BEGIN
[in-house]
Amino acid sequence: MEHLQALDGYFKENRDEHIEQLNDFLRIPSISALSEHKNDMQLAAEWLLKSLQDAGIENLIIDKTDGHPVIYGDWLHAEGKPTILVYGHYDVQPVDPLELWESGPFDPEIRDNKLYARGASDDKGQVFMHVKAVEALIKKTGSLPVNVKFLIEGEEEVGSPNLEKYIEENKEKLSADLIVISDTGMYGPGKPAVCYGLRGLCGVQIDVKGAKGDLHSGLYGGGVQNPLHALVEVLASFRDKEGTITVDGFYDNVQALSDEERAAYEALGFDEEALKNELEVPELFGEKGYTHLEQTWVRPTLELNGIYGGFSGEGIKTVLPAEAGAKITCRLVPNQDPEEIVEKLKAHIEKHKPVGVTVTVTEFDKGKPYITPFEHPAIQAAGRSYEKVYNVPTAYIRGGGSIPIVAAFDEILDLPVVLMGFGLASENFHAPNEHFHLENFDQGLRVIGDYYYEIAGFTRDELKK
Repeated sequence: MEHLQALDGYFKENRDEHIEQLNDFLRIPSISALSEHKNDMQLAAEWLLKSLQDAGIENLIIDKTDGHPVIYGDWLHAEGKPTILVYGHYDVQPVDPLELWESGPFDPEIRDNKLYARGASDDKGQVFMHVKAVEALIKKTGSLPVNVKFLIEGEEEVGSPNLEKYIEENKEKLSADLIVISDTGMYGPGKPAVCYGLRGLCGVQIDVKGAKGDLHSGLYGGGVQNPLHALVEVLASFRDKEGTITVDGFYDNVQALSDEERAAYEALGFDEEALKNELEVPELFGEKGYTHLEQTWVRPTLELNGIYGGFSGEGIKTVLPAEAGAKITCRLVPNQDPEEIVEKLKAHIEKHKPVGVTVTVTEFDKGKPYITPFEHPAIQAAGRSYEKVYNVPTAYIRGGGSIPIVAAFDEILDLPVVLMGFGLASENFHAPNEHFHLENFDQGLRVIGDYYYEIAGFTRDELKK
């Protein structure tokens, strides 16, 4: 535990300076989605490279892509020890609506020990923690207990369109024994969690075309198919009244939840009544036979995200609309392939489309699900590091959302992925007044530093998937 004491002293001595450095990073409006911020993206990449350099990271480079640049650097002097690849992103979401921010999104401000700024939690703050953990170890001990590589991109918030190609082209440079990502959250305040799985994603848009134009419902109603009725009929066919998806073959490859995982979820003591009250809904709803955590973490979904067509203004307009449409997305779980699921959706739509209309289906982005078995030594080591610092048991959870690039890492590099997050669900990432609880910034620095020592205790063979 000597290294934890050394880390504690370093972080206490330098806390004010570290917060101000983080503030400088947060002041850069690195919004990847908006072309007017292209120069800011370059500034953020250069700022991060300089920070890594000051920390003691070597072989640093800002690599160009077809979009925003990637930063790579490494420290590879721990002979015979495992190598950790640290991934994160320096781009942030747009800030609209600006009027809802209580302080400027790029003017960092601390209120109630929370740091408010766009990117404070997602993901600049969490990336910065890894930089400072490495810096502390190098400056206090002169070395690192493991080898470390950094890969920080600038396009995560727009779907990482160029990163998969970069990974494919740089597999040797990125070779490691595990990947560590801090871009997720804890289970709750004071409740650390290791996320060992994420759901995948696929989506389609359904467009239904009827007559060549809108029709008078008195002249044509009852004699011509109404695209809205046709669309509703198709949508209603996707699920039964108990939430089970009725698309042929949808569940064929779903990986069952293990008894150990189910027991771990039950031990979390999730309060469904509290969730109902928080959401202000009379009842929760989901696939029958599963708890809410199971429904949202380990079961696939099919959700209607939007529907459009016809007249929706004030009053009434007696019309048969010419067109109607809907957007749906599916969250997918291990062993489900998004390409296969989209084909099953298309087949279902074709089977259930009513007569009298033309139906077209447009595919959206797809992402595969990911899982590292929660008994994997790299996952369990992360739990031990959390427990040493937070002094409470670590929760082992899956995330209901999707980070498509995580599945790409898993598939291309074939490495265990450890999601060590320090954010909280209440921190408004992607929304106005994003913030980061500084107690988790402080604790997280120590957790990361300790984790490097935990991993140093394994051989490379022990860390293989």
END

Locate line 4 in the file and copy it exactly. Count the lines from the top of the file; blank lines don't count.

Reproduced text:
């Protein structure tokens, strides 16, 4: 535990300076989605490279892509020890609506020990923690207990369109024994969690075309198919009244939840009544036979995200609309392939489309699900590091959302992925007044530093998937 004491002293001595450095990073409006911020993206990449350099990271480079640049650097002097690849992103979401921010999104401000700024939690703050953990170890001990590589991109918030190609082209440079990502959250305040799985994603848009134009419902109603009725009929066919998806073959490859995982979820003591009250809904709803955590973490979904067509203004307009449409997305779980699921959706739509209309289906982005078995030594080591610092048991959870690039890492590099997050669900990432609880910034620095020592205790063979 000597290294934890050394880390504690370093972080206490330098806390004010570290917060101000983080503030400088947060002041850069690195919004990847908006072309007017292209120069800011370059500034953020250069700022991060300089920070890594000051920390003691070597072989640093800002690599160009077809979009925003990637930063790579490494420290590879721990002979015979495992190598950790640290991934994160320096781009942030747009800030609209600006009027809802209580302080400027790029003017960092601390209120109630929370740091408010766009990117404070997602993901600049969490990336910065890894930089400072490495810096502390190098400056206090002169070395690192493991080898470390950094890969920080600038396009995560727009779907990482160029990163998969970069990974494919740089597999040797990125070779490691595990990947560590801090871009997720804890289970709750004071409740650390290791996320060992994420759901995948696929989506389609359904467009239904009827007559060549809108029709008078008195002249044509009852004699011509109404695209809205046709669309509703198709949508209603996707699920039964108990939430089970009725698309042929949808569940064929779903990986069952293990008894150990189910027991771990039950031990979390999730309060469904509290969730109902928080959401202000009379009842929760989901696939029958599963708890809410199971429904949202380990079961696939099919959700209607939007529907459009016809007249929706004030009053009434007696019309048969010419067109109607809907957007749906599916969250997918291990062993489900998004390409296969989209084909099953298309087949279902074709089977259930009513007569009298033309139906077209447009595919959206797809992402595969990911899982590292929660008994994997790299996952369990992360739990031990959390427990040493937070002094409470670590929760082992899956995330209901999707980070498509995580599945790409898993598939291309074939490495265990450890999601060590320090954010909280209440921190408004992607929304106005994003913030980061500084107690988790402080604790997280120590957790990361300790984790490097935990991993140093394994051989490379022990860390293989």